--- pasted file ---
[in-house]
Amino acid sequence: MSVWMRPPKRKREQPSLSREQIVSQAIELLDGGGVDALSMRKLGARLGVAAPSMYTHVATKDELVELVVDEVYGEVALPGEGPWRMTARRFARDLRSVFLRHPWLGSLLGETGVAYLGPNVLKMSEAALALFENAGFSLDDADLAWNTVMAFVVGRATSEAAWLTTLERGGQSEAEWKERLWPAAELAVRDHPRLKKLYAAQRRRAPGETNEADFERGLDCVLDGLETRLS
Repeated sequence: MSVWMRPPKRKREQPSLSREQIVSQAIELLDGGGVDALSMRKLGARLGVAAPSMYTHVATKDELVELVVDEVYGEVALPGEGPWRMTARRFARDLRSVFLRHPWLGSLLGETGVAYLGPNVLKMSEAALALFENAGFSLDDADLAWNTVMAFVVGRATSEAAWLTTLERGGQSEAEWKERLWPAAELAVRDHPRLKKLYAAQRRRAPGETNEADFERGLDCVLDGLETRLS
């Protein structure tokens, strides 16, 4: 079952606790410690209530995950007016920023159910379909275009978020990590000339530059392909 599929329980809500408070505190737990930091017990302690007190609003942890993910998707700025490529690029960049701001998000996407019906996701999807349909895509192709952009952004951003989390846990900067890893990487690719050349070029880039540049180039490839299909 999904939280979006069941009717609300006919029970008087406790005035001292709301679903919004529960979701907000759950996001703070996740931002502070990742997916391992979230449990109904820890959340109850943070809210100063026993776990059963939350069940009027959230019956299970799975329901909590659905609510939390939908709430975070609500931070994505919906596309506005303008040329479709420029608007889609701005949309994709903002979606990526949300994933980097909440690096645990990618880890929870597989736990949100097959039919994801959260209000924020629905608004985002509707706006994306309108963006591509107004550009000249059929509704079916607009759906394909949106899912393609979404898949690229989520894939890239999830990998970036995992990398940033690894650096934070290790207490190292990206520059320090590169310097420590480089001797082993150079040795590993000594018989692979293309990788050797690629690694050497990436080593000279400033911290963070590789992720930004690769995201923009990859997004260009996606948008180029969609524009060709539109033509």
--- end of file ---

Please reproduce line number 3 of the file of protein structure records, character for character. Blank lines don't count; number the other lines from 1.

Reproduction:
Repeated sequence: MSVWMRPPKRKREQPSLSREQIVSQAIELLDGGGVDALSMRKLGARLGVAAPSMYTHVATKDELVELVVDEVYGEVALPGEGPWRMTARRFARDLRSVFLRHPWLGSLLGETGVAYLGPNVLKMSEAALALFENAGFSLDDADLAWNTVMAFVVGRATSEAAWLTTLERGGQSEAEWKERLWPAAELAVRDHPRLKKLYAAQRRRAPGETNEADFERGLDCVLDGLETRLS